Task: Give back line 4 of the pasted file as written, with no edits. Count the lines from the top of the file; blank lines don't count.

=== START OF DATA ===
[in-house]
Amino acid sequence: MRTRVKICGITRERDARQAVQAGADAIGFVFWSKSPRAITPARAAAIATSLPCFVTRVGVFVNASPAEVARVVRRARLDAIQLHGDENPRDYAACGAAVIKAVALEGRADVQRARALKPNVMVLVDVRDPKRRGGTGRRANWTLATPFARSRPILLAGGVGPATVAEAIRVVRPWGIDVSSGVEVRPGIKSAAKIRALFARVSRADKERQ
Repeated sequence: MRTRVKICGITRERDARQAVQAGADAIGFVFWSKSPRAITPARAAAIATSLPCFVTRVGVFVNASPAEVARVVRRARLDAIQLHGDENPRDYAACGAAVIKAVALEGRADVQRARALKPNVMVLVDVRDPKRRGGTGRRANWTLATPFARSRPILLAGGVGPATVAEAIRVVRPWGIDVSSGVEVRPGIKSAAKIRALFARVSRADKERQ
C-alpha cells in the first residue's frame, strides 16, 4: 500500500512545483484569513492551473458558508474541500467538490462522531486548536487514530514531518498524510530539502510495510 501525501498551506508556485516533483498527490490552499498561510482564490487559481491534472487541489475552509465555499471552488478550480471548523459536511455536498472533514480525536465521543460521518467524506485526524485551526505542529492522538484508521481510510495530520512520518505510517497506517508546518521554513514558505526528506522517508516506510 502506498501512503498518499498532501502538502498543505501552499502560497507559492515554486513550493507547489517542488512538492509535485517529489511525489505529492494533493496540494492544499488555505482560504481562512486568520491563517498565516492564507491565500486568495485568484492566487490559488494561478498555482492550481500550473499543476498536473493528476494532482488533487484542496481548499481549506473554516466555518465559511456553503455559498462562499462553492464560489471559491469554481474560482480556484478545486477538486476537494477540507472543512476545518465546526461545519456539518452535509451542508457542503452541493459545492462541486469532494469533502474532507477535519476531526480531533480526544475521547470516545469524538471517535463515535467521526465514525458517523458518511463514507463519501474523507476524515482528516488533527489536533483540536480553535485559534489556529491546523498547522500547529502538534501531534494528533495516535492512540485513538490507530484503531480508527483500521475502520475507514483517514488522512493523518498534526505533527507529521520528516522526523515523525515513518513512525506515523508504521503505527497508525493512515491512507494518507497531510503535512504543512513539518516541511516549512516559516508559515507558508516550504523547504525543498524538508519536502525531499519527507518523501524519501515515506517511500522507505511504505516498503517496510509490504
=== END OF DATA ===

C-alpha cells in the first residue's frame, strides 16, 4: 500500500512545483484569513492551473458558508474541500467538490462522531486548536487514530514531518498524510530539502510495510 501525501498551506508556485516533483498527490490552499498561510482564490487559481491534472487541489475552509465555499471552488478550480471548523459536511455536498472533514480525536465521543460521518467524506485526524485551526505542529492522538484508521481510510495530520512520518505510517497506517508546518521554513514558505526528506522517508516506510 502506498501512503498518499498532501502538502498543505501552499502560497507559492515554486513550493507547489517542488512538492509535485517529489511525489505529492494533493496540494492544499488555505482560504481562512486568520491563517498565516492564507491565500486568495485568484492566487490559488494561478498555482492550481500550473499543476498536473493528476494532482488533487484542496481548499481549506473554516466555518465559511456553503455559498462562499462553492464560489471559491469554481474560482480556484478545486477538486476537494477540507472543512476545518465546526461545519456539518452535509451542508457542503452541493459545492462541486469532494469533502474532507477535519476531526480531533480526544475521547470516545469524538471517535463515535467521526465514525458517523458518511463514507463519501474523507476524515482528516488533527489536533483540536480553535485559534489556529491546523498547522500547529502538534501531534494528533495516535492512540485513538490507530484503531480508527483500521475502520475507514483517514488522512493523518498534526505533527507529521520528516522526523515523525515513518513512525506515523508504521503505527497508525493512515491512507494518507497531510503535512504543512513539518516541511516549512516559516508559515507558508516550504523547504525543498524538508519536502525531499519527507518523501524519501515515506517511500522507505511504505516498503517496510509490504